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Obama meets with advisors to consider Syria response

August 24, 2013|By Kathleen Hennessey and Christi Parsons
  • President Obama reportedly met with senior advisors on Saturday to discuss options for addressing the Syrian conflict. Above, Obama and Secretary of Defense Chuck Hagel at a White House news conference on May 16.
President Obama reportedly met with senior advisors on Saturday to discuss… (Michael Reynolds / European…)

WASHINGTON -- President Obama summoned his national security advisors to the White House for a Saturday meeting as the U.S. military prepared for a possible retaliatory strike against the Syrian regime for its alleged use of chemical weapons against civilians.

A White House official who disclosed the meeting indicated the president has made no decisions, but the high-level talks come as the Pentagon has acknowledged it is moving U.S. forces into position in the region. The U.S. Navy has decided to increase the number of warships in the eastern Mediterranean Sea from three to four, all of them armed with Tomahawk cruise missiles, according to news reports.

"The Defense Department has a responsibility to provide the president with options for all contingencies," Defense Secretary Chuck Hagel told reporters on his plane Friday as he traveled to Asia. "And that requires positioning our forces, positioning our assets to be able to carry out different options, whatever options the president might choose."

The White House decision to announce the meeting coupled with Hagel’s comments to reporters suggest the president wanted to signal he is seriously weighing a military response.

The moves come after Obama appeared to downplay the possibility of a U.S. military intervention in an interview that aired Friday morning on CNN.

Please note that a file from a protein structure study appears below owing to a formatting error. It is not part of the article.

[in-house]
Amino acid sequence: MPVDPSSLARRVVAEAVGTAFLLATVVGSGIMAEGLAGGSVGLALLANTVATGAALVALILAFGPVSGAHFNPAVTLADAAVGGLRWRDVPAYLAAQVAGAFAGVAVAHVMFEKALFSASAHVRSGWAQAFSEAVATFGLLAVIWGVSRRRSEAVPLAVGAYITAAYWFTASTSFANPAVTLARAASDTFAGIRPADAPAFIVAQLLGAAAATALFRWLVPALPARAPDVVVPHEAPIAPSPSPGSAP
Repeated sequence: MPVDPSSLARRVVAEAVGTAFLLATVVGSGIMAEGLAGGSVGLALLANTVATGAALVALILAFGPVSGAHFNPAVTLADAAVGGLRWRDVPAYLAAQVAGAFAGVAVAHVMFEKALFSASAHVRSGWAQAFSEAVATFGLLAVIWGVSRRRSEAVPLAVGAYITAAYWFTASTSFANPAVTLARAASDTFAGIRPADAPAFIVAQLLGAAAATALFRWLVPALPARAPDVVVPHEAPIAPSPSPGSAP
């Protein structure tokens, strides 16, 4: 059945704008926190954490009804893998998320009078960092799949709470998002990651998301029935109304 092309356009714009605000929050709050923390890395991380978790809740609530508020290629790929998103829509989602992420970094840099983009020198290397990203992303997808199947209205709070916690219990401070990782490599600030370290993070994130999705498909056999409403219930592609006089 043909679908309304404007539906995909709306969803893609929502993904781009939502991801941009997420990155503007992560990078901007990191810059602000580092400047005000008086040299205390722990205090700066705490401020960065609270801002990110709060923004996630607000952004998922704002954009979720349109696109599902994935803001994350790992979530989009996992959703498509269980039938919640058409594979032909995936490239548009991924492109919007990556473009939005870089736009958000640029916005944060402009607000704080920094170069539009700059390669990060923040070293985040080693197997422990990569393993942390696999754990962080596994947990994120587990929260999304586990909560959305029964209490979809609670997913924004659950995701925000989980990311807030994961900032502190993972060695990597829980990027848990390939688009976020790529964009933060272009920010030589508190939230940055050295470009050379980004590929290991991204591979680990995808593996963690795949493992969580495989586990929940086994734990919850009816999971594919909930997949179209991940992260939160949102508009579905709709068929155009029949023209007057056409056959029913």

"If the U.S. goes in and attacks another country without a U.N. mandate and without clear evidence that can be presented, then there are questions in terms of whether international law supports it," Obama said. "Do we have the coalition to make it work? Those are considerations that we have to take into account."

Administration officials have acknowledged that the White House is considering a range of military responses to accusations of a new brutal attack by Syrian President Bashar Assad's forces. Anti-government activists say hundreds of civilians were killed Wednesday when rockets with poisonous gas hit homes in the early morning hours. Obama has called for a U.N. investigation.

Hagel said the administration had not reached a conclusion on who was responsible for the attack in Damascus. "We're still assessing that," he said.

Obama called the meeting after he returned to Washington from a two-day, campaign-style bus tour in New York and Pennsylvania to promote his domestic agenda to bolster the middle class.

The White House official who confirmed the meeting and declined to be identified discussing internal deliberations did not name the participants or offer specifics on the topics under discussion.

“As we have previously stated, the president has directed the intelligence community to gather facts and evidence so that we can determine what occurred in Syria,” the official said in a statement. “Once we ascertain the facts, the president will make an informed decision about how to respond.

"We have a range of options available, and we are going to act very deliberately so that we're making decisions consistent with our national interest as well as our assessment of what can advance our objectives in Syria,” the official added.

Officials have said the Pentagon is updating a possible target list for strikes if Obama decides to order a military response. Senior administration officials have said they are not considering sending U.S. troops to Syria or creating a "no-fly zone" by sending U.S. warplanes to eliminate Syrian air defenses and aircraft to protect civilians, as was done in Libya in 2011.

Possible options include cruise missile strikes or a more sustained air assault.


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